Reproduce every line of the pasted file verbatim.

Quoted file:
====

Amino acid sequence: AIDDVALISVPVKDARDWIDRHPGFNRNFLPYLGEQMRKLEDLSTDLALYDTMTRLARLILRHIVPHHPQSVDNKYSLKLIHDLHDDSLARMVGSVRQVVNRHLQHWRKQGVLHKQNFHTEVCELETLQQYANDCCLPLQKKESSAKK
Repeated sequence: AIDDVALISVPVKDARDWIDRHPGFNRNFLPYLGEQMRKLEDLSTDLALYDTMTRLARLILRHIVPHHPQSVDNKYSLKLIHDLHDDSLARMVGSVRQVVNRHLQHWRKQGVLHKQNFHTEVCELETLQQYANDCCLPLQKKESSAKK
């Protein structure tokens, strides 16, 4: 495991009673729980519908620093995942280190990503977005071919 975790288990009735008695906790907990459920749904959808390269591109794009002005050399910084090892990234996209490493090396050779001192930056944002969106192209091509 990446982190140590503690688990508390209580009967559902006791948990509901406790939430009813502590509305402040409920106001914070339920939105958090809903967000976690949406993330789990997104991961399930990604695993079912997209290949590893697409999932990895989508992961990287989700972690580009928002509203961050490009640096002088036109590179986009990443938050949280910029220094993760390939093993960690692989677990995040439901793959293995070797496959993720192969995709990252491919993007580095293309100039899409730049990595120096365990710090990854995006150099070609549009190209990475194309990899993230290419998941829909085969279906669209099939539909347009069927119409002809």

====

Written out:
Amino acid sequence: AIDDVALISVPVKDARDWIDRHPGFNRNFLPYLGEQMRKLEDLSTDLALYDTMTRLARLILRHIVPHHPQSVDNKYSLKLIHDLHDDSLARMVGSVRQVVNRHLQHWRKQGVLHKQNFHTEVCELETLQQYANDCCLPLQKKESSAKK
Repeated sequence: AIDDVALISVPVKDARDWIDRHPGFNRNFLPYLGEQMRKLEDLSTDLALYDTMTRLARLILRHIVPHHPQSVDNKYSLKLIHDLHDDSLARMVGSVRQVVNRHLQHWRKQGVLHKQNFHTEVCELETLQQYANDCCLPLQKKESSAKK
């Protein structure tokens, strides 16, 4: 495991009673729980519908620093995942280190990503977005071919 975790288990009735008695906790907990459920749904959808390269591109794009002005050399910084090892990234996209490493090396050779001192930056944002969106192209091509 990446982190140590503690688990508390209580009967559902006791948990509901406790939430009813502590509305402040409920106001914070339920939105958090809903967000976690949406993330789990997104991961399930990604695993079912997209290949590893697409999932990895989508992961990287989700972690580009928002509203961050490009640096002088036109590179986009990443938050949280910029220094993760390939093993960690692989677990995040439901793959293995070797496959993720192969995709990252491919993007580095293309100039899409730049990595120096365990710090990854995006150099070609549009190209990475194309990899993230290419998941829909085969279906669209099939539909347009069927119409002809």